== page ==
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This article was published on September 17, 2010

Despite a strong quarter, RIM not out of the woods yet

Despite a strong quarter, RIM not out of the woods yet
Tris Hussey
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Tris Hussey

Author, speaker, teacher, & Internet rogue. Author of Create Your Own Blog, Using WordPress, & Teach Yourself Foursquare in 10 Minut Author, speaker, teacher, & Internet rogue. Author of Create Your Own Blog, Using WordPress, & Teach Yourself Foursquare in 10 Minutes.

RIM announced its second quarter results yesterday, and while the results were extremely strong, there are rumblings that these results are hiding something more problematic. Before getting into the problematic issues, here is the good news:

  • Revenue grew 31% over the same quarter last year to $4.62 billion • Earnings per share in the second quarter increased 76% to $1.46 over the second quarter last year
  • BlackBerry® smartphone shipments grew more than 45% over the same quarter last year to
  • 12.1 million and RIM has shipped approximately 115 million BlackBerry smartphones to date
  • BlackBerry subscriber account base grew approximately 56% over the prior year to over 50 million
All good stuff. CEO Jim Balsillie commented specifically on the units shipping with this quote:

“RIM set another new record in the quarter by shipping over 12 million BlackBerry smartphones. This accomplishment and RIM’s solid financial results during the second quarter were driven by effective business execution and strong demand for RIM’s portfolio of BlackBerry smartphones and services in markets around the world. We expect a continuation of this momentum in the third quarter as we extend the rollout of new products including the BlackBerry Torch into additional markets and benefit from heavy promotional activities and increasing customer demand as we head into the holiday buying season.”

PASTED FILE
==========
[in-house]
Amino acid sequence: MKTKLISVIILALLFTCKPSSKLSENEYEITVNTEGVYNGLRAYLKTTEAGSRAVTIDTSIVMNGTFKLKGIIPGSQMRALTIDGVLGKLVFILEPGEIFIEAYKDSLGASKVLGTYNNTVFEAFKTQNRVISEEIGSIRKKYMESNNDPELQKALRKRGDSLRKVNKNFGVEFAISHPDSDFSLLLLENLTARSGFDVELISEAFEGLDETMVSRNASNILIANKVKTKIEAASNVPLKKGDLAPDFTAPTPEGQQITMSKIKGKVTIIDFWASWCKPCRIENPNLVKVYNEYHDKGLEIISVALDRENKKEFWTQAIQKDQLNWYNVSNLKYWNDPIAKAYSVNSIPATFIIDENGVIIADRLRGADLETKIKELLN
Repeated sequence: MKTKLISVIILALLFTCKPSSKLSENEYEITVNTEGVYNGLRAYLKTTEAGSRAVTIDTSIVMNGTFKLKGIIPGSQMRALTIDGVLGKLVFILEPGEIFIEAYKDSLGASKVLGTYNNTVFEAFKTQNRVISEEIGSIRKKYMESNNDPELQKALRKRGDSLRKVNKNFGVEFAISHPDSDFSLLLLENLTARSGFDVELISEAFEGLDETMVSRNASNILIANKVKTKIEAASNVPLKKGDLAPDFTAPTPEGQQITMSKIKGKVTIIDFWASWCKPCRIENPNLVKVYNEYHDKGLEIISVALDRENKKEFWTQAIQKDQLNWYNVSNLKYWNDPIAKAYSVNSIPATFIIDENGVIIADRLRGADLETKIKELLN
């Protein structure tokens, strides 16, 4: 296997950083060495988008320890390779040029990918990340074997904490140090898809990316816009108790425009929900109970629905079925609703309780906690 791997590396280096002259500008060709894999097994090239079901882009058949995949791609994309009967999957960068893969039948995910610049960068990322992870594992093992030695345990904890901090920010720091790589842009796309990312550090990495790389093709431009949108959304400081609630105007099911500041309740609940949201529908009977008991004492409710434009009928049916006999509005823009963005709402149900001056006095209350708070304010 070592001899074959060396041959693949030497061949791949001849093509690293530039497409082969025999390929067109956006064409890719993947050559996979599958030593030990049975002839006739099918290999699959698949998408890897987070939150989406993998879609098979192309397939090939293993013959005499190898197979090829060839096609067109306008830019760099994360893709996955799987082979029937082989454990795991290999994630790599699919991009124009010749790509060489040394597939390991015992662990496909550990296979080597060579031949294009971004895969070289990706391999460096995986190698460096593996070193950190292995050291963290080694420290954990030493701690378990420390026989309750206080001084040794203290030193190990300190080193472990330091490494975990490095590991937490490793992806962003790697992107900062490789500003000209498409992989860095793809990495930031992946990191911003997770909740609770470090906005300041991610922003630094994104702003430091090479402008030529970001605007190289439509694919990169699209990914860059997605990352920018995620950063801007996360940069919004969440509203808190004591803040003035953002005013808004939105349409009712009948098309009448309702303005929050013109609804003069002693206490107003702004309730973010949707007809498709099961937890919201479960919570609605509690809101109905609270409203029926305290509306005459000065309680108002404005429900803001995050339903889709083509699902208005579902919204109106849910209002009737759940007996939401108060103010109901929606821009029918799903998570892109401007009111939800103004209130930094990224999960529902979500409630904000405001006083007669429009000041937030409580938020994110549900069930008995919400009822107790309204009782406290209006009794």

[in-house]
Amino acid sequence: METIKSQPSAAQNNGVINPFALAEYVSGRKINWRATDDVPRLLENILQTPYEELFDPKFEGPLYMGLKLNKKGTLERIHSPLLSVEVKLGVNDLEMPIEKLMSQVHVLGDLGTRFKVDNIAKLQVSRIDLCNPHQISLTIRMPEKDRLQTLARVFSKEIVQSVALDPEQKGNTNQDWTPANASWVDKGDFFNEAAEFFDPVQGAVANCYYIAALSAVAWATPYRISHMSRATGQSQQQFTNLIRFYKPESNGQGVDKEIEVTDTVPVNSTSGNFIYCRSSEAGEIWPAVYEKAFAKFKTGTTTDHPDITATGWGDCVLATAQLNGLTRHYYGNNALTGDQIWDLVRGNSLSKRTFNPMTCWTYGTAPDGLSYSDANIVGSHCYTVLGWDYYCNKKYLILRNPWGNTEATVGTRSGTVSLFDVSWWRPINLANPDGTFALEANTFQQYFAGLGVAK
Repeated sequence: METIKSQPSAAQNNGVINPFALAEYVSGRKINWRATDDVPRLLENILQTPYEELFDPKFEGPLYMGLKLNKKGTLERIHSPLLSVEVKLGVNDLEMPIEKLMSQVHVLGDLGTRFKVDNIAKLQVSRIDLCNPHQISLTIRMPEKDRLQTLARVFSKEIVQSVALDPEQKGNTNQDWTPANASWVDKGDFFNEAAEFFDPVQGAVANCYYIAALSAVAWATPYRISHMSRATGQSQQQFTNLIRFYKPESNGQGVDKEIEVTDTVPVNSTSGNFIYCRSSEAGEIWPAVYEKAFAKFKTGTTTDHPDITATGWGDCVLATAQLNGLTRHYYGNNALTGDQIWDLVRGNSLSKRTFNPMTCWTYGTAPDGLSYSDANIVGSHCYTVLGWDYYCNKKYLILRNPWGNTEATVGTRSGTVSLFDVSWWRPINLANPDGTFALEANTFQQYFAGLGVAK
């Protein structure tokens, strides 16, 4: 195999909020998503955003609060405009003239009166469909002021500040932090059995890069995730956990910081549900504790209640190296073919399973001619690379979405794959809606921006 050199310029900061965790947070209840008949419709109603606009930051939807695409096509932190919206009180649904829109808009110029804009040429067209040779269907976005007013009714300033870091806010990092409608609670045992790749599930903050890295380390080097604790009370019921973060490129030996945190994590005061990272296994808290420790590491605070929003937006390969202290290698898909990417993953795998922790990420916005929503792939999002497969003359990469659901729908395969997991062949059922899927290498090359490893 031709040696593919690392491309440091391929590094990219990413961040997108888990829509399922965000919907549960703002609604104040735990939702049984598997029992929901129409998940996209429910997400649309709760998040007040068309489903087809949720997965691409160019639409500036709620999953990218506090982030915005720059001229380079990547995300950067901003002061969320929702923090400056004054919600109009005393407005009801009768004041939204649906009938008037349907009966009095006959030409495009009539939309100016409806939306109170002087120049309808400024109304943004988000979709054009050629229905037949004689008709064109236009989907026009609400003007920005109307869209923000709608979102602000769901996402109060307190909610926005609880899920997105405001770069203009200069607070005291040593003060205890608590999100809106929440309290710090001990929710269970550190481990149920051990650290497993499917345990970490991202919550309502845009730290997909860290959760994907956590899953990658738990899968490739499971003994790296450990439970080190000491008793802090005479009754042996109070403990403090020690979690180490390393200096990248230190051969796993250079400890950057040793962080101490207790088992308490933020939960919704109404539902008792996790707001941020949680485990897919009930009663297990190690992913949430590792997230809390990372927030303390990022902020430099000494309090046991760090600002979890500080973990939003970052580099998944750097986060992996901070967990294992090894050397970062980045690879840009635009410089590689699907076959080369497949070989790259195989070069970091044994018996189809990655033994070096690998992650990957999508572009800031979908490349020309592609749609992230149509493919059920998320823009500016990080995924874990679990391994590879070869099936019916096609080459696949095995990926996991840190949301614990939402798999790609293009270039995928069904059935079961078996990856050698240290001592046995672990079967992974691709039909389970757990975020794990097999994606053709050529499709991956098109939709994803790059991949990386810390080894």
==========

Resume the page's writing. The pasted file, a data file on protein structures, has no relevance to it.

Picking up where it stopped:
The CBC was generally positive about the results, but both CrackBerry and the Globe and Mail point out facts like a large part of RIM’s growth was outside North America (ironic given RIM’s troubles in the Middle East and India) and while the Torch is the #2 smartphone on At&T (after the iPhone), there are delays in launching the Torch in Canada.
When I’m out and about here in Vancouver, I pay attention to the phones people use (occupational hazard). What I see are iPhones and Blackberries, a lot of Blackberries actually, sure I see a ton of “normal” phones, and a handful of Android-based devices, but I do see a lot of Blackberries. Here’s what I’m wondering: what will that person’s next phone be? I know that the Torch is supposed to be great, but I haven’t seen one yet, and it sounds like we won’t see then in Canada until October. Analysts have pointed out that user growth isn’t that strong, which I think means that RIM is feeling the pressure from other smart phone makers drawing users away from them. I’m a great example of that. I’ve had a Blackberry since about 2005, but since Telus started offering iPhones a year ago, I’ve been counting down the time when I could ditch my Blackberry for an iPhone. Why did I switch? It wasn’t because the iPhone is a great email device (it isn’t), it’s because it’s a great app and browsing device. I would say that many people might be feeling the same way and when their contracts are up, is the Torch going to catch their fancy?
RIM’s biggest challenge as I see it is that the smartphone world moved from being focused on email, SMS, calendars, and contacts to browsing, apps, and games. RIM just didn’t keep up. The Blackberry OS and the browser is really a nightmare to develop for. I’ve tried to build sites, for a company developing a Blackberry app, that looks great on all Blackberrys and it was a fool’s errand. Just not possible with the mix of OS versions and browser versions out there in the wild. If the Torch doesn’t blow minds (all over the world) and RIM doesn’t do something to really consolidate and improve its browsing experience, I think RIM has a hard row to hoe.
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